Our Top Five Favorite Annuals

In Summer on April 21, 2017 at 5:26 pm | Written by gtadmin20

Now is the time to start thinking about what annuals you want to plant in your garden. Annuals are designated as “cool-season” or “warm-season,” based on their hardiness and ability to grow in cool soils.

Cool-season annuals grow best in the cool soils and mild temperatures of spring and fall. Most withstand fairly heavy frosts. When the weather turns hot, they set seed and deteriorate. If your live in a cold-winter area, plant these annuals in very early spring, as soon as the soil can be worked. To bloom vigorously, they must develop roots and foliage during cool weather.

Warm-season annuals grow and flower best in the warm months of late spring, summer, and early fall; they’re cold tender and may perish in a late frost if planted too early in spring. In cold-winter climates, set out warm-season annuals after the danger of frost has passed. In warm-winter areas, plant them in mid-spring.

1 Million Bells

Million bells or trailing petunia, is a tender plant that produces a mound of foliage, growing only 3 to 9 inches tall, along trailing stems and flowers in shades of violet, blue, pink, red, magenta, yellow, bronze and white. Growing these flowers are easy, they prefer to be grown in moist well drained, organically rich soil in full sun. Million Bells are also low maintenance. The soil should be kept fairly moist but not soggy especially in full sun areas as they may succumb to the intense heat of summer. Container plants require more watering.

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2 Sweet Potato Vines

A sweet potato vine is a vigorous grower that you can count on to make a big splash in your garden. It’s colorful foliage, in shades of chartreuse or purple, accents just about any other plant. Sweet potato vines do best during the warm days of summer and prefer moist, well-drained soil. They will thrive in sun or shade. Sweet potato vine can be a vigorous grower, especially old-fashioned varieties that can grow quite large. Don’t be afraid to prune or clip back the plant whenever it seems to get out of control.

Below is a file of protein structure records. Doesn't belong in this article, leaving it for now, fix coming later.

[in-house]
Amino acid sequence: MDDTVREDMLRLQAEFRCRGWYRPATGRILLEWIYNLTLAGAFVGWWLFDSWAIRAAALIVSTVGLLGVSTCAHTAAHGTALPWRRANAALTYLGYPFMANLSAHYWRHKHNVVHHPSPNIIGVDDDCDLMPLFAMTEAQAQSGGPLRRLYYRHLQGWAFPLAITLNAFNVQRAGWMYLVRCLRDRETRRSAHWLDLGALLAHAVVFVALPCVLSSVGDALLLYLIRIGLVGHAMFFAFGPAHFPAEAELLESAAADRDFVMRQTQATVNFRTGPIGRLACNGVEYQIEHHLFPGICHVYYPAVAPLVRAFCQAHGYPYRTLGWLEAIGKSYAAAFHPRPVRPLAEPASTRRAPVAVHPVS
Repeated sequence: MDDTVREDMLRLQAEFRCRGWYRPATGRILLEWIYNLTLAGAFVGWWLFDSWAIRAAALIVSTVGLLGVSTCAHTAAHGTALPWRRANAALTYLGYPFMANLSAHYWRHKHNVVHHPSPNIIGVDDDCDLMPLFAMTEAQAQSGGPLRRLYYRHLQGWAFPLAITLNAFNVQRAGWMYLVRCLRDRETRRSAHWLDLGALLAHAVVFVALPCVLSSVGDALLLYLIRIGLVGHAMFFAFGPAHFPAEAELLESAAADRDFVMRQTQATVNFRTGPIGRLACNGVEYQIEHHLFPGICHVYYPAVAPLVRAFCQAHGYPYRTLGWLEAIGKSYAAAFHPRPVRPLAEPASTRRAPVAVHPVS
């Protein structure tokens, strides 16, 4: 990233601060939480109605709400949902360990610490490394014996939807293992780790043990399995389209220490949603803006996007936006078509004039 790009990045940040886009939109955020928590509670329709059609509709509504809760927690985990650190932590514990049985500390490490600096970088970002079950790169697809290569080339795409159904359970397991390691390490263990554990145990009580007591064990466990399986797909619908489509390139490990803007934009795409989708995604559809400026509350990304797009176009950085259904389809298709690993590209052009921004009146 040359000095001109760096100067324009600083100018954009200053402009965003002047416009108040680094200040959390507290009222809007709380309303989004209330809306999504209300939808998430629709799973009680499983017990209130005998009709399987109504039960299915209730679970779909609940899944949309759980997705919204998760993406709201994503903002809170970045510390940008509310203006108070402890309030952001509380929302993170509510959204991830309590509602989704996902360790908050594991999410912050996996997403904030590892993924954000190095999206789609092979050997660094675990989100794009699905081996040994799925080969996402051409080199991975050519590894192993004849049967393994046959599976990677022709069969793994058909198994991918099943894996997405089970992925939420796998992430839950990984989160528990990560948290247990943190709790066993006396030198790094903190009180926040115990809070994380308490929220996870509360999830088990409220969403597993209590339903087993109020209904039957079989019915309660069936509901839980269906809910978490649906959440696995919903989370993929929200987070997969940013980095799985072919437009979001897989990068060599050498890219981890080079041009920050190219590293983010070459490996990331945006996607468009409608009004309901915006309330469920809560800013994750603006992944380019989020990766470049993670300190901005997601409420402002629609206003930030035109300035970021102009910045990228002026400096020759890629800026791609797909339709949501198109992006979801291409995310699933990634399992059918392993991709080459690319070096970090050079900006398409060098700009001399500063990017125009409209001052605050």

3 Elephant Ears

No were not talking about food, were talking about those big leaf plants. Elephant ears can be planted in sun or shade. If your put them in a hot, sunny location, make sure they get a little shade during the middle of the day. Elephant ears are planted in spring after any danger of frost has passed. The tubers will not grow until the soil is warm, so don’t plant the tubers until the soil temperature is 65-70 degrees Fahrenheit. Elephant ears are a perfect solution for shady porches, decks and other places around your home that are not in full sun. Their huge, heart-shaped leaves add a tropical feel to pools, spas and water gardens.

Related: Flowers and Other Plants for your Garden that Resist Rabbits

4 New Guinea Impatiens

New Guinea impatiens flowers can tolerate up to half a day of sun in most parts of the country. These colorful blooms come in bright shades from lavender to orange, spanning the rainbow with a choice of bedding colors. Caring for New Guinea impatiens is no more difficult than any other flower, as long as you keep the plants well-watered throughout the hottest parts of the year. Each plant will grow into a rounded mound, and if planted 18 inches apart, they’ll grow to fill in the entire space in a matter of weeks. Keep the plants in the front of the bed 12 inches away from the edging to keep the front branches from growing onto the lawn or sidewalk.

Related: Getting the Most out of your Garden this Spring

5 Geraniums

Geraniums require moist, well-draining soil similar to that of indoor potting soil with equal amounts of soil, peat and perlite. Locate your geraniums in an area with a least six to eight hours of sunlight. Since these plants must be protected from cold, wait until the threat of frost has passed before planting. Space plants about 8 to 12 inches apart and around the same depth as their original planting pots. Mulching the plants is also recommended to help retain moisture.

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